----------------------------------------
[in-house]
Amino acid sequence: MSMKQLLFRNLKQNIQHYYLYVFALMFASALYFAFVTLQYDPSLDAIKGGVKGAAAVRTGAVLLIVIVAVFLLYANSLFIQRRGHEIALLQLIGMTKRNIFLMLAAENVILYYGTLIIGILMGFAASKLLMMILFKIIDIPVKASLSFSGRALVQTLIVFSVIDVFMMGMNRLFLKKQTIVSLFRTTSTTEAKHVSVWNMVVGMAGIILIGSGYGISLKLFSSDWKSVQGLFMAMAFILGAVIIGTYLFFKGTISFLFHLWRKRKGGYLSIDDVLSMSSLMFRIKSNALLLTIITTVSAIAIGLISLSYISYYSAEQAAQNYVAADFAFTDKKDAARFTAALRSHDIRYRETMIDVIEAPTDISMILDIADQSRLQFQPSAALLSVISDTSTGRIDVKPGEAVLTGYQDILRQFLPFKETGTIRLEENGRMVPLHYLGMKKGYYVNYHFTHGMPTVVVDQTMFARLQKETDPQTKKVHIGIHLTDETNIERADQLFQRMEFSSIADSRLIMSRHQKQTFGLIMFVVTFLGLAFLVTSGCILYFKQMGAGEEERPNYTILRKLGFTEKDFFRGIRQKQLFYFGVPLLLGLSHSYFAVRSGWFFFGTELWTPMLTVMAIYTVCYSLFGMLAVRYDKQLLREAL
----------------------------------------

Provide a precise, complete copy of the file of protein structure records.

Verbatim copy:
[in-house]
Amino acid sequence: MSMKQLLFRNLKQNIQHYYLYVFALMFASALYFAFVTLQYDPSLDAIKGGVKGAAAVRTGAVLLIVIVAVFLLYANSLFIQRRGHEIALLQLIGMTKRNIFLMLAAENVILYYGTLIIGILMGFAASKLLMMILFKIIDIPVKASLSFSGRALVQTLIVFSVIDVFMMGMNRLFLKKQTIVSLFRTTSTTEAKHVSVWNMVVGMAGIILIGSGYGISLKLFSSDWKSVQGLFMAMAFILGAVIIGTYLFFKGTISFLFHLWRKRKGGYLSIDDVLSMSSLMFRIKSNALLLTIITTVSAIAIGLISLSYISYYSAEQAAQNYVAADFAFTDKKDAARFTAALRSHDIRYRETMIDVIEAPTDISMILDIADQSRLQFQPSAALLSVISDTSTGRIDVKPGEAVLTGYQDILRQFLPFKETGTIRLEENGRMVPLHYLGMKKGYYVNYHFTHGMPTVVVDQTMFARLQKETDPQTKKVHIGIHLTDETNIERADQLFQRMEFSSIADSRLIMSRHQKQTFGLIMFVVTFLGLAFLVTSGCILYFKQMGAGEEERPNYTILRKLGFTEKDFFRGIRQKQLFYFGVPLLLGLSHSYFAVRSGWFFFGTELWTPMLTVMAIYTVCYSLFGMLAVRYDKQLLREAL